If you are choosing colors for a website, how do you know if they meet accessibility standards? Color-blindness is fairly common and should be taken into consideration in your design.
Recently, Wired had this to say on the subject
Making the web accessible to everyone has been central to the mission of the W3C since the dawn of the browser. Accessibility guidelines abound, but sadly, easy to use tools are less common. Developer Lea Verou’s new color contrast ratio tool changes that by giving developers a simple way to test their color schemes and create more readable websites — and that benefits everyone on the web.
The W3C guidelines for contrast recommend at least a 3:1 ratio for readability (more like 4.5:1) and has three levels of general accessibility conformance: A, AA, or AAA. The more contrast, the easier it is to read – for everybody.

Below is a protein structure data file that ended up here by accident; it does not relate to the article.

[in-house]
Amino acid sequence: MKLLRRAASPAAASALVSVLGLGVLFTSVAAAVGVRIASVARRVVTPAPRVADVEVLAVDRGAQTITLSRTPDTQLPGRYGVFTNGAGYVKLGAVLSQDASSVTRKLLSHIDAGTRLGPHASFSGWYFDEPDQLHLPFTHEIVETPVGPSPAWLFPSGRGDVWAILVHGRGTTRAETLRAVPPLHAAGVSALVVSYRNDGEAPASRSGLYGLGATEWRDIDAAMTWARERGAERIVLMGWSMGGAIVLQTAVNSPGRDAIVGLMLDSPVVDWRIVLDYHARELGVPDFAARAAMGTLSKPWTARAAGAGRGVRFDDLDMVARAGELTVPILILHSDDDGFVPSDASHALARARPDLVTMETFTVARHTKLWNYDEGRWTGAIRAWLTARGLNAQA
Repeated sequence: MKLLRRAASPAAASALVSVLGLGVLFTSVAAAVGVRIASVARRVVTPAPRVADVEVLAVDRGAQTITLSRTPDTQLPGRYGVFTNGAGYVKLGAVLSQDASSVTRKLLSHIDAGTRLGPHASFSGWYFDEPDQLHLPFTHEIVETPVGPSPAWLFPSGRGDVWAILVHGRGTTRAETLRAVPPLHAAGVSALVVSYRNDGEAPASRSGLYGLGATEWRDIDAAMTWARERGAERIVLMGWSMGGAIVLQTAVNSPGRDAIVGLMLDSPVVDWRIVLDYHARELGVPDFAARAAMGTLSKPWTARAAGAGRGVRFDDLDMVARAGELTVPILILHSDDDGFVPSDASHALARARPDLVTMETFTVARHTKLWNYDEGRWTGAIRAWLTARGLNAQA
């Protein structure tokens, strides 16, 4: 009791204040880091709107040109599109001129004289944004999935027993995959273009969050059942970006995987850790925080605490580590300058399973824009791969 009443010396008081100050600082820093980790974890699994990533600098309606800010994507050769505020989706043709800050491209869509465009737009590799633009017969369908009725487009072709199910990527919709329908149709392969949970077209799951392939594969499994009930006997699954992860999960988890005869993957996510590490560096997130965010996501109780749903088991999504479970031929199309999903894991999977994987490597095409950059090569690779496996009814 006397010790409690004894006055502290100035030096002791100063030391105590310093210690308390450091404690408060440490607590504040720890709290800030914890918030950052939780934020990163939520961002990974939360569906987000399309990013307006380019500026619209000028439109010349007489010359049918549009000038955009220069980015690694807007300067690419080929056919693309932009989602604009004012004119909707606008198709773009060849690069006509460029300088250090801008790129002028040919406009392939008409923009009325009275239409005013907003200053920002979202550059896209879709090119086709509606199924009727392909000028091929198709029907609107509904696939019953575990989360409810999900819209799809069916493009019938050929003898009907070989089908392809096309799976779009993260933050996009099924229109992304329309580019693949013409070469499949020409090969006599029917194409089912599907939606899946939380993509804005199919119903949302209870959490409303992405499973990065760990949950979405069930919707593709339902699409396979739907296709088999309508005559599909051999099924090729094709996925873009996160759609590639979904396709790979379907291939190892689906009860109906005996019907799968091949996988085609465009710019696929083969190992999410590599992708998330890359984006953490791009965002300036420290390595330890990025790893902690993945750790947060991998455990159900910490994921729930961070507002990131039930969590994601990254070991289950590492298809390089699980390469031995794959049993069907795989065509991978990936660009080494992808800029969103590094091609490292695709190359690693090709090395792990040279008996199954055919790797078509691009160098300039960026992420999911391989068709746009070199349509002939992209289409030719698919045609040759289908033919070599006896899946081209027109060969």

Black and white have a color contrast of 21:1 and gets a AAA rating for any sized text. This blue has a color contrast of 3.7:1 and gets a AA rating for large text (defined as above 18pt or bold above 14pt). This orange has a color contrast of 3.8:1 and also gets a AA rating for large text. This green, however, has a color contrast of 2.4:1 and fails the test.